BAE has won a $36.7 million contract from the US Navy to develop and demonstrate a next-generation, dual band Fiber-Optic Towed Decoy.

BAE Systems’ FOTDs are radio-frequency countermeasure systems that provide robust self-protection capabilities for any aircraft, including fighters, bombers, and transports. The company’s Dual Band Decoy development work is intended to expand the capabilities of its combat-proven AN/ALE-55 FOTD.

“Our towed decoys enable pilots to execute missions in highly contested airspace,” said Tom McCarthy, Dual Band Decoy Program Director at BAE Systems.

“ALE-55 FOTD is a reliable, high-powered jamming system with years of mission success on the F/A-18E/F and extensive flight-testing on a variety of aircraft. Under this new Dual Band Decoy contract, our focus will be building upon the ALE-55’s proven performance in order to defeat the threats of tomorrow.”

The primary role of the decoy is to protect the warfighter by luring threat missiles away from the aircraft, say BAE.

“The decoy also combines techniques that disrupt adversaries’ radar, preventing missile launch from occurring. Much like the ALE-55 FOTD, the Dual Band Decoy will interface with onboard electronic warfare (EW) equipment, but it can also operate independently, enhancing its effectiveness against current and future threats.”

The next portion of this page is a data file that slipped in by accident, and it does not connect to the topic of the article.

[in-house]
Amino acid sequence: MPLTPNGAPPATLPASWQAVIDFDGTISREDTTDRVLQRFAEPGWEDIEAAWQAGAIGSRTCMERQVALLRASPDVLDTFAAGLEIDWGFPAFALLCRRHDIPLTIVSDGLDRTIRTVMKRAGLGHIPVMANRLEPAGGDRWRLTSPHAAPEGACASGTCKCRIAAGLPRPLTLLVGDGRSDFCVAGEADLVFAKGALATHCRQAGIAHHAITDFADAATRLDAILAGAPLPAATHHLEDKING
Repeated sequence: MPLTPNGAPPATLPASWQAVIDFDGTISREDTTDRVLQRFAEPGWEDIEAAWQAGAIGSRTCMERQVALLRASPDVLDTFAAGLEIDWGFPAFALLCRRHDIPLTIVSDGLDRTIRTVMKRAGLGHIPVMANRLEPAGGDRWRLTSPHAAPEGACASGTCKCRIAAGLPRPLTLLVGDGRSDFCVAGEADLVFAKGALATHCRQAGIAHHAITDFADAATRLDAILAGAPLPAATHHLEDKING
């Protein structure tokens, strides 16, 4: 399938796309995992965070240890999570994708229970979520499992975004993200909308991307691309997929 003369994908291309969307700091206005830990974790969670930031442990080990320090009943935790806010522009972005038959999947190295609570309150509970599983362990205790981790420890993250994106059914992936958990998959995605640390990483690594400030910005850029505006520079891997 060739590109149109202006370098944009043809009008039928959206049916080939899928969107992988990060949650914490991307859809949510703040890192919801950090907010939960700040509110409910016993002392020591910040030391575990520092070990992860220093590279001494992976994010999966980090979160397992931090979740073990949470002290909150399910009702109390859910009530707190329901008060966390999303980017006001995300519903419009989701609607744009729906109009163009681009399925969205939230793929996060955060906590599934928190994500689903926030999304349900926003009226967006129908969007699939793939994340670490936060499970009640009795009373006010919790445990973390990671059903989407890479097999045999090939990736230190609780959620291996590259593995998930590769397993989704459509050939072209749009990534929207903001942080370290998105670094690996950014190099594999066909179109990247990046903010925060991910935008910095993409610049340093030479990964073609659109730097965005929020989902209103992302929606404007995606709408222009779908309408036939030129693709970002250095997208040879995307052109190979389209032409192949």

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Towed decoys are very good a protecting the aircraft against radar guided missiles, absolutely useless against IR. Multi-spectrum flares are still used as decoys for IR missiles, except against newer imaging infra-red (IIR) sensors they are becoming redundant. This is because the IIR sensor is now looking at the whole image of the target rather than just a hot spot. The IR missile’s ECU is also measuring the speed of the target and compares it with its previous track, so if the target suddenly slows down, it will judge it as a decoy and ignore it. What is needed is… Read more »


Can anyone tell me what kit the RAF use for this purpose?


As it’s available of the net. The Typhoon now has two options, it has the original praetorian defensive aids system which incorporates a towed active RF decoy. It is also being integrated with Leonardo’s Britecloud active jammer decoy. It also uses multi-spectrum flares for IR decoys. A lot of other RAF, FAA or AAC aircraft rely on either flares or chaff as defensive aids. Most of the large support aircraft such as the Hercules use an active IR countermeasure called directed infra red counter-measures (DIRCM) such as Leonardo’s Mysis. This is a turreted system which fires a laser at the… Read more »


Very informative, thankyou for going to all the trouble.